Nicole Sieb Smith
Nicole Sieb Smith represents national and local businesses and institutions in diverse litigation matters with a focus on employment defense and commercial matters. An experienced litigator, Nicole represents clients in state and federal courts at both the trial and appellate levels, as well as before administrative boards.
Nicole represents employers in the public and private sectors in cases involving claims of discrimination, harassment, whistle-blower violations, wrongful termination, retaliation, and violation of civil rights. She has particular experience in defending website inaccessibility claims brought under the ADA and the Rehabilitation Act. She is also an experienced speaker on the topic of website accessibility, and is able to assist her clients to identify the legal considerations involved in auditing and remediating web content and to retain appropriate consultants.
Nicole represents individuals and companies in commercial litigation matters including contract and real estate disputes. Additionally, Nicole is part of a team of lawyers that handles commercial foreclosure and other real estate litigation matters, and represents attorneys, developers, brokers, title and closing agents against malpractice claims.
RumbergerKirk attorneys Nicole Smith, Samantha Duke, and Jeffrey Grosholz secured a final summary judgment in MSPA Claims 1, LLC v. Tower Hill Prime Insurance Co. in the United States District Court for the Northern District of Florida. Plaintiff, an alleged three times removed assignee of a now-defunct Medicare Advantage Organization, sued Tower Hill Prime Insurance Company and Tower Hill Claims Services, LLC, for double damages under the Medicare Secondary Payer Act. Plaintiff claimed Tower Hill was a primary payer under the Act, but that it had failed to make payments for Medicare-covered services provided to the original assignor’s enrollee. This was one of a plethora of class action lawsuits Plaintiff and its related entities have filed in Florida, as well as elsewhere nationwide, seeking recovery under the Medicare Secondary Payer Act for payments that entities such as Tower Hill should have allegedly paid.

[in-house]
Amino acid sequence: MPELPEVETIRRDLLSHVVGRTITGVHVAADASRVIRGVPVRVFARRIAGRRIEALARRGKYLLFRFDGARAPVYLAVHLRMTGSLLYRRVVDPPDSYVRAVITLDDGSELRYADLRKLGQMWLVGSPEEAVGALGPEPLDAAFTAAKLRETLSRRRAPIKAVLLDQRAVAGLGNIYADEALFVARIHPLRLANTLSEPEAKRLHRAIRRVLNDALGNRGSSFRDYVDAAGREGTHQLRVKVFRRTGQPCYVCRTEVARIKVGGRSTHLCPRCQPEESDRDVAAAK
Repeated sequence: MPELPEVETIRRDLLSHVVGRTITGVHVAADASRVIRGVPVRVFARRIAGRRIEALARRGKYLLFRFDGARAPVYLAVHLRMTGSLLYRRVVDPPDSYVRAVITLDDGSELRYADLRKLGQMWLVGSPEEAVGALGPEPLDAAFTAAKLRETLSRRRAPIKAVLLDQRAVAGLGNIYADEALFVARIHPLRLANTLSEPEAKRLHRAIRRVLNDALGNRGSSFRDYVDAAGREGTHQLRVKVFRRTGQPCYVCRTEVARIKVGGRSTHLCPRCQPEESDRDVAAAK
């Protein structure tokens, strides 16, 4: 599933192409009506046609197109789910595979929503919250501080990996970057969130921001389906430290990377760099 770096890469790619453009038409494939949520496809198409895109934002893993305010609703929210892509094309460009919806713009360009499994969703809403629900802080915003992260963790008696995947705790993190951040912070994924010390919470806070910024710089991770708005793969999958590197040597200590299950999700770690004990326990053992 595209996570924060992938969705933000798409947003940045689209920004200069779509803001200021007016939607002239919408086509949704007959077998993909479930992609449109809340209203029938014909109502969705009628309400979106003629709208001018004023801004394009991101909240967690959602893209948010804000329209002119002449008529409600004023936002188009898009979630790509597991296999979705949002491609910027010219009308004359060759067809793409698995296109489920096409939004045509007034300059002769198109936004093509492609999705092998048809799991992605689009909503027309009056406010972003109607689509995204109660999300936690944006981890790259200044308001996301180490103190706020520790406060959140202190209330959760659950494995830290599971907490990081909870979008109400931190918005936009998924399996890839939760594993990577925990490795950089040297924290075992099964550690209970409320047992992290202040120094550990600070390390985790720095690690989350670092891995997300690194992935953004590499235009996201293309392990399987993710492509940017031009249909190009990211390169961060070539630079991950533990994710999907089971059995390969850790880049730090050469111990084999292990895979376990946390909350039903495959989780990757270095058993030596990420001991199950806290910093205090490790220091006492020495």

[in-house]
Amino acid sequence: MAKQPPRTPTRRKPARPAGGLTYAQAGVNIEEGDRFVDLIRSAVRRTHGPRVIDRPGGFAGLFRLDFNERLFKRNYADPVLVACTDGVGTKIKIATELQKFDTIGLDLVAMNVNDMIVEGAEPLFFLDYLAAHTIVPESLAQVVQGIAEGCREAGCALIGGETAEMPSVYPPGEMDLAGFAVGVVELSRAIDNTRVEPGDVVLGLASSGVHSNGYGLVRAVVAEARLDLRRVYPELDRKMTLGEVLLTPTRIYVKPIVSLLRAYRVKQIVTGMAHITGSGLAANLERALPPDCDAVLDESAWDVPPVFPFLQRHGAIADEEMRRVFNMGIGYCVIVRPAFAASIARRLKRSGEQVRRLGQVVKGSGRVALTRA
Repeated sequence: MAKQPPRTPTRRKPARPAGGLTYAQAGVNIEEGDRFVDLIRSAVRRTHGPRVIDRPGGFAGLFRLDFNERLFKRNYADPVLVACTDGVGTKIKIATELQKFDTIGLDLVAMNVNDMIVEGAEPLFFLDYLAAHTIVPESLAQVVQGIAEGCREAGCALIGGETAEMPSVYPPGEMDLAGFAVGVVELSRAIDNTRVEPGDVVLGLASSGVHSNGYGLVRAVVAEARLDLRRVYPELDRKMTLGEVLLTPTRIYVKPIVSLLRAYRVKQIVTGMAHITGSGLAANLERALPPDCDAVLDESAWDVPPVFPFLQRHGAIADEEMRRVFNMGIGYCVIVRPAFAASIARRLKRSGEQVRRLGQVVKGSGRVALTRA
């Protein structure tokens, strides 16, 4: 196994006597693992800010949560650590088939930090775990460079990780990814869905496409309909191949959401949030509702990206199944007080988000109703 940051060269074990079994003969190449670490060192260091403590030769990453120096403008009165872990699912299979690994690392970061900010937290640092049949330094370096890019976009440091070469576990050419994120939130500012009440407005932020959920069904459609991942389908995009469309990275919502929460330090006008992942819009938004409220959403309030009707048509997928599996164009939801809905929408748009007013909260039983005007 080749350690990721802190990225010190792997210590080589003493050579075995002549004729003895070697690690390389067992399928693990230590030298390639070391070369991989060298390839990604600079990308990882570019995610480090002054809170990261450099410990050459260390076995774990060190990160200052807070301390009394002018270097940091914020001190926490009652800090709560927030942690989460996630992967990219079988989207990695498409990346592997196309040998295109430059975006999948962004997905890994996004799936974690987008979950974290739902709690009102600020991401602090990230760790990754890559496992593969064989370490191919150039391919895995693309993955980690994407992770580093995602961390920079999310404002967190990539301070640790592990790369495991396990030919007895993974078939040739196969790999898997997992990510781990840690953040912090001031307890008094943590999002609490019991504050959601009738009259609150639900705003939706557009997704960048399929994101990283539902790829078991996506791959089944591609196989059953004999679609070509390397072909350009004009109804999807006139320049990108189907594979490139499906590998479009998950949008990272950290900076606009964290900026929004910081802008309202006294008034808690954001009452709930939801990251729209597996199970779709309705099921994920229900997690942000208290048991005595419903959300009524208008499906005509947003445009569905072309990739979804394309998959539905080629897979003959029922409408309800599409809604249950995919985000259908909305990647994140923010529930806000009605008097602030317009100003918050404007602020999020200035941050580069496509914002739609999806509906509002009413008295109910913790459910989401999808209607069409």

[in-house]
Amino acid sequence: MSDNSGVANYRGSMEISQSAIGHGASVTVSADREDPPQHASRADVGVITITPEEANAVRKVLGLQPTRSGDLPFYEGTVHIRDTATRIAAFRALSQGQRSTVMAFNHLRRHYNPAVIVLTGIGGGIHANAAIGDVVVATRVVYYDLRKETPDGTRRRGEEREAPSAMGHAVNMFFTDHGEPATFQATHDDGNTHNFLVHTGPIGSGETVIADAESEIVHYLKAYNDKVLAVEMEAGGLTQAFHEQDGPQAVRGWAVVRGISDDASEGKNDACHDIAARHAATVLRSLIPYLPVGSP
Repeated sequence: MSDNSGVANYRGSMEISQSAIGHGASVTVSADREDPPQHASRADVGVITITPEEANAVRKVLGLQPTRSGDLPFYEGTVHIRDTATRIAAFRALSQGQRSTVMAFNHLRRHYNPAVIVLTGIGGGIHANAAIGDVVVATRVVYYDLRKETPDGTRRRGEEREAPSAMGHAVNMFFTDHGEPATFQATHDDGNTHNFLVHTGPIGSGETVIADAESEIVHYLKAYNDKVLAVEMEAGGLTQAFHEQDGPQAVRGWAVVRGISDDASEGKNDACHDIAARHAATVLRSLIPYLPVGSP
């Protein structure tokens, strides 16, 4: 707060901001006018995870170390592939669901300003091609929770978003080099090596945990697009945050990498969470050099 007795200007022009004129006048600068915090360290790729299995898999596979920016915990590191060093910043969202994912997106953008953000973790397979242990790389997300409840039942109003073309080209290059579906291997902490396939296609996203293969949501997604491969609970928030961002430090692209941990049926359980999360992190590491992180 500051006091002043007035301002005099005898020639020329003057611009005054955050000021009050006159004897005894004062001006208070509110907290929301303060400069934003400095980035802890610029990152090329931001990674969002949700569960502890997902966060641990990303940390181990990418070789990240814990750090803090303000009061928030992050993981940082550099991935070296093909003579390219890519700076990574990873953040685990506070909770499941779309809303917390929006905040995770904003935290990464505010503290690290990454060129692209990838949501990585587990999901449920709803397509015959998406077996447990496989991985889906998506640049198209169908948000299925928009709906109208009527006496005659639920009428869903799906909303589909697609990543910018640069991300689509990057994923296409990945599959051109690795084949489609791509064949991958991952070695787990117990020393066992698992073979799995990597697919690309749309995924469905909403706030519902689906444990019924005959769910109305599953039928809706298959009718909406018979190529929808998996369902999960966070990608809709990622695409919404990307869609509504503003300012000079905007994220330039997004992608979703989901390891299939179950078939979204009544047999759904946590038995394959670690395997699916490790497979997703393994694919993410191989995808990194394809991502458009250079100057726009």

Plaintiff’s case was predicated on a single Medicare Advantage enrollee’s claim, although it alleged to have more. Early attempts by Plaintiff to force Tower Hill to engage in data matching that would, Plaintiff argued, prove the existence of these alleged other claims were denied by the court. After extensive discovery, both parties moved for summary judgment. Plaintiff also moved for class certification. Following a hearing on the competing motions for summary judgment, the court requested supplemental briefing on the applicable statute of limitations. Namely, the statute of limitations for the federal government’s cause of action under the Medicare Secondary Payer Act is three years, whereas the Act is silent as to the private cause of action’s limitations period. The court thus asked the parties for argument on what the applicable statute of limitations should be. Both parties submitted additional briefing on the matter, with Tower Hill arguing, in part, that the government’s three-year statute of limitations should be borrowed while Plaintiff argued the six-year statute of limitations applicable to actions brought under the False Claims Act should be used.
After consideration, the court granted in part and denied in part Tower Hill’s motion for summary judgment, finding that Tower Hill Claims Services, as a third-party administrator, was entitled to summary judgment. But the court rejected Tower Hill’s argument that the government’s three-year statute of limitations was applicable; the court, however, left the question of the applicable statute of limitations open. Tower Hill subsequently moved for reconsideration, arguing that if the court were to borrow from state law, i.e., if it used Florida’s general limitations statute, a four-year statute of limitations would apply and Plaintiff’s claim would still be time-barred. The court decided to construe Tower Hill’s motion for reconsideration as a new motion for summary judgment, and allowed the parties to provide further briefing on the matter.